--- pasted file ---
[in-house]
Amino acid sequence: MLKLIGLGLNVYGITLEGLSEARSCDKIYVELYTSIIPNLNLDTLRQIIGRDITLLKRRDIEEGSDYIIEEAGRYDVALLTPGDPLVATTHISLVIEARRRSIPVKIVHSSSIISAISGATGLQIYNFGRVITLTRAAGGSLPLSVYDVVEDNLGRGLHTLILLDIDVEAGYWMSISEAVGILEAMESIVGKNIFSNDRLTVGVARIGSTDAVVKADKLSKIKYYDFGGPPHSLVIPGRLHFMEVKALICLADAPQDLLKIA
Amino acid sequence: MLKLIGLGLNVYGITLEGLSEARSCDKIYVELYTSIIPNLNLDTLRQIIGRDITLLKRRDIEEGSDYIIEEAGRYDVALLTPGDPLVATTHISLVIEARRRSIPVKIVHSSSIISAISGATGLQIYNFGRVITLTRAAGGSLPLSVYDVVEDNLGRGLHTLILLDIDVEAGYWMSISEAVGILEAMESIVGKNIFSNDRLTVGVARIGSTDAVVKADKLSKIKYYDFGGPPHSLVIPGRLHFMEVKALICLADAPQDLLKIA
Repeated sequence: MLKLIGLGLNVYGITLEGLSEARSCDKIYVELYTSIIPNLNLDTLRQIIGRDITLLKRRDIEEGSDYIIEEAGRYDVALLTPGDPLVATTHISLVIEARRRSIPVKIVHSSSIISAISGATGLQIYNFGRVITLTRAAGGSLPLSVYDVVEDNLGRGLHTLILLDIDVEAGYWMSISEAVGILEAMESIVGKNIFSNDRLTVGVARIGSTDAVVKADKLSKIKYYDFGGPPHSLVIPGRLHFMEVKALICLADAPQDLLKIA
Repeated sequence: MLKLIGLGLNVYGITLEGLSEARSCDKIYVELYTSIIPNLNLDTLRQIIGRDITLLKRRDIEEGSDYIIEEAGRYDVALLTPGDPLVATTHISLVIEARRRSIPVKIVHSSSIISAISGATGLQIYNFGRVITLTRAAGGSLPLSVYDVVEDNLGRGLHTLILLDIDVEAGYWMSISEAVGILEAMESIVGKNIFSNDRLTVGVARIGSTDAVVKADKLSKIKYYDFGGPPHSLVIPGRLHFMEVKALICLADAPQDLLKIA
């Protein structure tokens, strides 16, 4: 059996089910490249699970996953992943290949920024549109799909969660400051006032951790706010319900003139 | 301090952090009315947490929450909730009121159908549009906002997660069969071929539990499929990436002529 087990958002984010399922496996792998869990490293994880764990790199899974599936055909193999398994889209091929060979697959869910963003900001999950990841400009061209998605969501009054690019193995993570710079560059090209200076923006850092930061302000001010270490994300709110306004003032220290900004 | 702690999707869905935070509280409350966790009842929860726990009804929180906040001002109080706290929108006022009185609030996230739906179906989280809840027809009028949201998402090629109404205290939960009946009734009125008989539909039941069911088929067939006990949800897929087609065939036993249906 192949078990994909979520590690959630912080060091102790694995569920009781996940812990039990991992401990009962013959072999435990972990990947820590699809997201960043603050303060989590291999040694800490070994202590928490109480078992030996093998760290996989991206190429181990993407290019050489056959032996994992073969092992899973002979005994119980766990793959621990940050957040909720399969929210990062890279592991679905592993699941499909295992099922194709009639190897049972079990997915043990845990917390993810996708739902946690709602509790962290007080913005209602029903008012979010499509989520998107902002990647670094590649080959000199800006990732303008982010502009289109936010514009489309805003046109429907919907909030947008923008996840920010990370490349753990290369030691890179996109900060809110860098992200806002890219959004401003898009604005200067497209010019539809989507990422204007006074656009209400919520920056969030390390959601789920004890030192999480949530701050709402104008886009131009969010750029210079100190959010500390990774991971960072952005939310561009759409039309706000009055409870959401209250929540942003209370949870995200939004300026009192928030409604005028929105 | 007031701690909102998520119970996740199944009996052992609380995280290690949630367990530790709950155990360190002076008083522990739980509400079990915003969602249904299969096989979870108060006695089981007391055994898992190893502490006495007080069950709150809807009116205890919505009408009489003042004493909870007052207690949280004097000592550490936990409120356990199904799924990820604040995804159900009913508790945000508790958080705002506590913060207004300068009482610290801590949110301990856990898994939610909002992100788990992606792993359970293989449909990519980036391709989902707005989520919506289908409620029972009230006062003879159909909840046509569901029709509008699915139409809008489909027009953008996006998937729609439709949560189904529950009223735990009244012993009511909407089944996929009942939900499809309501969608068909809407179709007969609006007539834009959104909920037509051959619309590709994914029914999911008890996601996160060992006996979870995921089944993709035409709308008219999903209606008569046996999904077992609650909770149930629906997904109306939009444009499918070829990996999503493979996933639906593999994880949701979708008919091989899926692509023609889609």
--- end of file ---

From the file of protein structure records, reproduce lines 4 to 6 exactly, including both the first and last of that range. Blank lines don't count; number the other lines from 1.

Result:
Repeated sequence: MLKLIGLGLNVYGITLEGLSEARSCDKIYVELYTSIIPNLNLDTLRQIIGRDITLLKRRDIEEGSDYIIEEAGRYDVALLTPGDPLVATTHISLVIEARRRSIPVKIVHSSSIISAISGATGLQIYNFGRVITLTRAAGGSLPLSVYDVVEDNLGRGLHTLILLDIDVEAGYWMSISEAVGILEAMESIVGKNIFSNDRLTVGVARIGSTDAVVKADKLSKIKYYDFGGPPHSLVIPGRLHFMEVKALICLADAPQDLLKIA
Repeated sequence: MLKLIGLGLNVYGITLEGLSEARSCDKIYVELYTSIIPNLNLDTLRQIIGRDITLLKRRDIEEGSDYIIEEAGRYDVALLTPGDPLVATTHISLVIEARRRSIPVKIVHSSSIISAISGATGLQIYNFGRVITLTRAAGGSLPLSVYDVVEDNLGRGLHTLILLDIDVEAGYWMSISEAVGILEAMESIVGKNIFSNDRLTVGVARIGSTDAVVKADKLSKIKYYDFGGPPHSLVIPGRLHFMEVKALICLADAPQDLLKIA
């Protein structure tokens, strides 16, 4: 059996089910490249699970996953992943290949920024549109799909969660400051006032951790706010319900003139 | 301090952090009315947490929450909730009121159908549009906002997660069969071929539990499929990436002529 087990958002984010399922496996792998869990490293994880764990790199899974599936055909193999398994889209091929060979697959869910963003900001999950990841400009061209998605969501009054690019193995993570710079560059090209200076923006850092930061302000001010270490994300709110306004003032220290900004 | 702690999707869905935070509280409350966790009842929860726990009804929180906040001002109080706290929108006022009185609030996230739906179906989280809840027809009028949201998402090629109404205290939960009946009734009125008989539909039941069911088929067939006990949800897929087609065939036993249906 192949078990994909979520590690959630912080060091102790694995569920009781996940812990039990991992401990009962013959072999435990972990990947820590699809997201960043603050303060989590291999040694800490070994202590928490109480078992030996093998760290996989991206190429181990993407290019050489056959032996994992073969092992899973002979005994119980766990793959621990940050957040909720399969929210990062890279592991679905592993699941499909295992099922194709009639190897049972079990997915043990845990917390993810996708739902946690709602509790962290007080913005209602029903008012979010499509989520998107902002990647670094590649080959000199800006990732303008982010502009289109936010514009489309805003046109429907919907909030947008923008996840920010990370490349753990290369030691890179996109900060809110860098992200806002890219959004401003898009604005200067497209010019539809989507990422204007006074656009209400919520920056969030390390959601789920004890030192999480949530701050709402104008886009131009969010750029210079100190959010500390990774991971960072952005939310561009759409039309706000009055409870959401209250929540942003209370949870995200939004300026009192928030409604005028929105 | 007031701690909102998520119970996740199944009996052992609380995280290690949630367990530790709950155990360190002076008083522990739980509400079990915003969602249904299969096989979870108060006695089981007391055994898992190893502490006495007080069950709150809807009116205890919505009408009489003042004493909870007052207690949280004097000592550490936990409120356990199904799924990820604040995804159900009913508790945000508790958080705002506590913060207004300068009482610290801590949110301990856990898994939610909002992100788990992606792993359970293989449909990519980036391709989902707005989520919506289908409620029972009230006062003879159909909840046509569901029709509008699915139409809008489909027009953008996006998937729609439709949560189904529950009223735990009244012993009511909407089944996929009942939900499809309501969608068909809407179709007969609006007539834009959104909920037509051959619309590709994914029914999911008890996601996160060992006996979870995921089944993709035409709308008219999903209606008569046996999904077992609650909770149930629906997904109306939009444009499918070829990996999503493979996933639906593999994880949701979708008919091989899926692509023609889609």